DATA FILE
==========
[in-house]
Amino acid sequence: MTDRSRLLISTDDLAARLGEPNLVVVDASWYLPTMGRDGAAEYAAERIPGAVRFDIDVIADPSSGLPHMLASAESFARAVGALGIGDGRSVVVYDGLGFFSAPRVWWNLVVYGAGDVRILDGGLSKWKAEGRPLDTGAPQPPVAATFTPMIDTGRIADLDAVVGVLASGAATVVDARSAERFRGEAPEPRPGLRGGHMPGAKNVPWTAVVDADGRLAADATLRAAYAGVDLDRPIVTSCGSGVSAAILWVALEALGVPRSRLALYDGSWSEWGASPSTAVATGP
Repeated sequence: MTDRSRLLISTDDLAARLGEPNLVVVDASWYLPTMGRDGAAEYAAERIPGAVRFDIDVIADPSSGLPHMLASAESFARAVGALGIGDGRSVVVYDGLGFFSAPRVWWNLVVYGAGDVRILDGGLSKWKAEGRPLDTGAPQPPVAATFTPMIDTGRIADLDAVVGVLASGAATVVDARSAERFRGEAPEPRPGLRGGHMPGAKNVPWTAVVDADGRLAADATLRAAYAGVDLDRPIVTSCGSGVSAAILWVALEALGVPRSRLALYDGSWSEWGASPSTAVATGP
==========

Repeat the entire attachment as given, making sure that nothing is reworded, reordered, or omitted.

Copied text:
[in-house]
Amino acid sequence: MTDRSRLLISTDDLAARLGEPNLVVVDASWYLPTMGRDGAAEYAAERIPGAVRFDIDVIADPSSGLPHMLASAESFARAVGALGIGDGRSVVVYDGLGFFSAPRVWWNLVVYGAGDVRILDGGLSKWKAEGRPLDTGAPQPPVAATFTPMIDTGRIADLDAVVGVLASGAATVVDARSAERFRGEAPEPRPGLRGGHMPGAKNVPWTAVVDADGRLAADATLRAAYAGVDLDRPIVTSCGSGVSAAILWVALEALGVPRSRLALYDGSWSEWGASPSTAVATGP
Repeated sequence: MTDRSRLLISTDDLAARLGEPNLVVVDASWYLPTMGRDGAAEYAAERIPGAVRFDIDVIADPSSGLPHMLASAESFARAVGALGIGDGRSVVVYDGLGFFSAPRVWWNLVVYGAGDVRILDGGLSKWKAEGRPLDTGAPQPPVAATFTPMIDTGRIADLDAVVGVLASGAATVVDARSAERFRGEAPEPRPGLRGGHMPGAKNVPWTAVVDADGRLAADATLRAAYAGVDLDRPIVTSCGSGVSAAILWVALEALGVPRSRLALYDGSWSEWGASPSTAVATGP